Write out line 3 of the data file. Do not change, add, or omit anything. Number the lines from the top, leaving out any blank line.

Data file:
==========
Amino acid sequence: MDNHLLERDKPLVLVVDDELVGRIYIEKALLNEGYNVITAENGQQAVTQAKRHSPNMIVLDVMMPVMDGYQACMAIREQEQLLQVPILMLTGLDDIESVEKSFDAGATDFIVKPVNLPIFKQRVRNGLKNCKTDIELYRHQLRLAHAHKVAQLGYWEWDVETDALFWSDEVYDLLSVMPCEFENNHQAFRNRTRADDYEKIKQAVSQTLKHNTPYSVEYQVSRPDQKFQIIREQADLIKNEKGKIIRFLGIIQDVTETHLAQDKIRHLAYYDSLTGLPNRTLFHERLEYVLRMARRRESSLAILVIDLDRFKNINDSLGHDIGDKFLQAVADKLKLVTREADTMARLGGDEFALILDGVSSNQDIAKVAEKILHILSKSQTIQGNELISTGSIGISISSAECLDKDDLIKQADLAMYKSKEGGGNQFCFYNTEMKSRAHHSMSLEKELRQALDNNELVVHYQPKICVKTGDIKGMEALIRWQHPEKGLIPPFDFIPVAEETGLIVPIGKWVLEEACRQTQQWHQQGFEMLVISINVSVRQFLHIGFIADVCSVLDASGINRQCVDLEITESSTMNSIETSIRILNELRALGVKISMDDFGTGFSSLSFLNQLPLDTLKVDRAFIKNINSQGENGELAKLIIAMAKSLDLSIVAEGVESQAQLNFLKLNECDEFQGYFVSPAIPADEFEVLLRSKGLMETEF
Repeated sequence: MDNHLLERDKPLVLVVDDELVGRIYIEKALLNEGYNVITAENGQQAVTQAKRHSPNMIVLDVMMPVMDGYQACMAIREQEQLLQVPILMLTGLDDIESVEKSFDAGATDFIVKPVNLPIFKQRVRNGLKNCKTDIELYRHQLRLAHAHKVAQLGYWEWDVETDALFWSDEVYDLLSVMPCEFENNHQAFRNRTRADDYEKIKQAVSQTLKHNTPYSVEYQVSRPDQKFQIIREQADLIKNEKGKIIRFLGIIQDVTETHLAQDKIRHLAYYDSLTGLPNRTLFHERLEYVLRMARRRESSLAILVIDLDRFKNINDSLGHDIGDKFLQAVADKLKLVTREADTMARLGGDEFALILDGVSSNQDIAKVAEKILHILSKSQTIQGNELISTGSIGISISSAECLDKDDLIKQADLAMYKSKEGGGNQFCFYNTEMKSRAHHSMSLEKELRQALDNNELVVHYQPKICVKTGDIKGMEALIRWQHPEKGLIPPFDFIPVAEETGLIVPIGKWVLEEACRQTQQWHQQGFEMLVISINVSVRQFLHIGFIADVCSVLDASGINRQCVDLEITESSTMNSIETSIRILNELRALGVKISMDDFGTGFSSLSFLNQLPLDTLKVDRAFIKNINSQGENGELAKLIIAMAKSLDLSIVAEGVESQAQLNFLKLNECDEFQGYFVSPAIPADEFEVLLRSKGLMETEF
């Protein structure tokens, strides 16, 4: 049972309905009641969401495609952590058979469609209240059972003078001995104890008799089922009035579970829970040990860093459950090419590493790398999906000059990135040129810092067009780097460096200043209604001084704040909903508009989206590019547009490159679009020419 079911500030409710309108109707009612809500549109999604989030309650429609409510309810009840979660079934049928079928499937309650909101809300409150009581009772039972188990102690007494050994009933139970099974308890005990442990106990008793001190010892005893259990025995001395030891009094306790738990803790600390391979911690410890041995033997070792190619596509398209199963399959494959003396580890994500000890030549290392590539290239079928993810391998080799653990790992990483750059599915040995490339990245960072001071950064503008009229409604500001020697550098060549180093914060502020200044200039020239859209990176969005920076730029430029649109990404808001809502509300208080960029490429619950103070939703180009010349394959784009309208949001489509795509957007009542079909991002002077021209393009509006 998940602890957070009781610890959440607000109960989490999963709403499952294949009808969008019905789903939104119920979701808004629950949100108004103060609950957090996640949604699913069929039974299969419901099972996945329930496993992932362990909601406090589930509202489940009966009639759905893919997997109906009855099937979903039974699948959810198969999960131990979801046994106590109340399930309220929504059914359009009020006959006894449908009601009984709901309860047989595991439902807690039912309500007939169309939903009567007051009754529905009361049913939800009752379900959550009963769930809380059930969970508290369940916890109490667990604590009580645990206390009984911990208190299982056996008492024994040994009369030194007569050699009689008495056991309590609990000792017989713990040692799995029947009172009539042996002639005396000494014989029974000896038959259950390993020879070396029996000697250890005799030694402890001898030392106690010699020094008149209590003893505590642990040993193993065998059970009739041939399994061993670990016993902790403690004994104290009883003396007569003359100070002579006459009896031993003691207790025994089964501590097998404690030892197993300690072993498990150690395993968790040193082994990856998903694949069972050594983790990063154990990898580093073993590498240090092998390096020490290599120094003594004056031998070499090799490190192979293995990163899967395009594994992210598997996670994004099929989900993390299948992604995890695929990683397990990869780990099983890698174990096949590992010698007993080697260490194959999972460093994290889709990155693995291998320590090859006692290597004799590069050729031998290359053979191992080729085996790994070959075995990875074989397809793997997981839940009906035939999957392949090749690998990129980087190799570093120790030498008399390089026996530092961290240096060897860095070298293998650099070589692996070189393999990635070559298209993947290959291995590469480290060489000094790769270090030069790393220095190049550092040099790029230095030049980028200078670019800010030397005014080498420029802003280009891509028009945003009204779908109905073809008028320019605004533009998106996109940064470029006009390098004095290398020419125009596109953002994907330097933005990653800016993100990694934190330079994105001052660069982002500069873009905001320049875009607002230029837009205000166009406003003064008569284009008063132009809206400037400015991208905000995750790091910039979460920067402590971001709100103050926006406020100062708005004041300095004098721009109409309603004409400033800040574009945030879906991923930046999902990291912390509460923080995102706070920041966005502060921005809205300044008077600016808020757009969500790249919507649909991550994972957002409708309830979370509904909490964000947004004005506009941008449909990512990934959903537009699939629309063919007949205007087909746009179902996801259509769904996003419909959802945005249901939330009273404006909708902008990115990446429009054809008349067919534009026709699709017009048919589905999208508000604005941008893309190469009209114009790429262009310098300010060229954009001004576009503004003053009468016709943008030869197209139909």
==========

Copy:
């Protein structure tokens, strides 16, 4: 049972309905009641969401495609952590058979469609209240059972003078001995104890008799089922009035579970829970040990860093459950090419590493790398999906000059990135040129810092067009780097460096200043209604001084704040909903508009989206590019547009490159679009020419 079911500030409710309108109707009612809500549109999604989030309650429609409510309810009840979660079934049928079928499937309650909101809300409150009581009772039972188990102690007494050994009933139970099974308890005990442990106990008793001190010892005893259990025995001395030891009094306790738990803790600390391979911690410890041995033997070792190619596509398209199963399959494959003396580890994500000890030549290392590539290239079928993810391998080799653990790992990483750059599915040995490339990245960072001071950064503008009229409604500001020697550098060549180093914060502020200044200039020239859209990176969005920076730029430029649109990404808001809502509300208080960029490429619950103070939703180009010349394959784009309208949001489509795509957007009542079909991002002077021209393009509006 998940602890957070009781610890959440607000109960989490999963709403499952294949009808969008019905789903939104119920979701808004629950949100108004103060609950957090996640949604699913069929039974299969419901099972996945329930496993992932362990909601406090589930509202489940009966009639759905893919997997109906009855099937979903039974699948959810198969999960131990979801046994106590109340399930309220929504059914359009009020006959006894449908009601009984709901309860047989595991439902807690039912309500007939169309939903009567007051009754529905009361049913939800009752379900959550009963769930809380059930969970508290369940916890109490667990604590009580645990206390009984911990208190299982056996008492024994040994009369030194007569050699009689008495056991309590609990000792017989713990040692799995029947009172009539042996002639005396000494014989029974000896038959259950390993020879070396029996000697250890005799030694402890001898030392106690010699020094008149209590003893505590642990040993193993065998059970009739041939399994061993670990016993902790403690004994104290009883003396007569003359100070002579006459009896031993003691207790025994089964501590097998404690030892197993300690072993498990150690395993968790040193082994990856998903694949069972050594983790990063154990990898580093073993590498240090092998390096020490290599120094003594004056031998070499090799490190192979293995990163899967395009594994992210598997996670994004099929989900993390299948992604995890695929990683397990990869780990099983890698174990096949590992010698007993080697260490194959999972460093994290889709990155693995291998320590090859006692290597004799590069050729031998290359053979191992080729085996790994070959075995990875074989397809793997997981839940009906035939999957392949090749690998990129980087190799570093120790030498008399390089026996530092961290240096060897860095070298293998650099070589692996070189393999990635070559298209993947290959291995590469480290060489000094790769270090030069790393220095190049550092040099790029230095030049980028200078670019800010030397005014080498420029802003280009891509028009945003009204779908109905073809008028320019605004533009998106996109940064470029006009390098004095290398020419125009596109953002994907330097933005990653800016993100990694934190330079994105001052660069982002500069873009905001320049875009607002230029837009205000166009406003003064008569284009008063132009809206400037400015991208905000995750790091910039979460920067402590971001709100103050926006406020100062708005004041300095004098721009109409309603004409400033800040574009945030879906991923930046999902990291912390509460923080995102706070920041966005502060921005809205300044008077600016808020757009969500790249919507649909991550994972957002409708309830979370509904909490964000947004004005506009941008449909990512990934959903537009699939629309063919007949205007087909746009179902996801259509769904996003419909959802945005249901939330009273404006909708902008990115990446429009054809008349067919534009026709699709017009048919589905999208508000604005941008893309190469009209114009790429262009310098300010060229954009001004576009503004003053009468016709943008030869197209139909």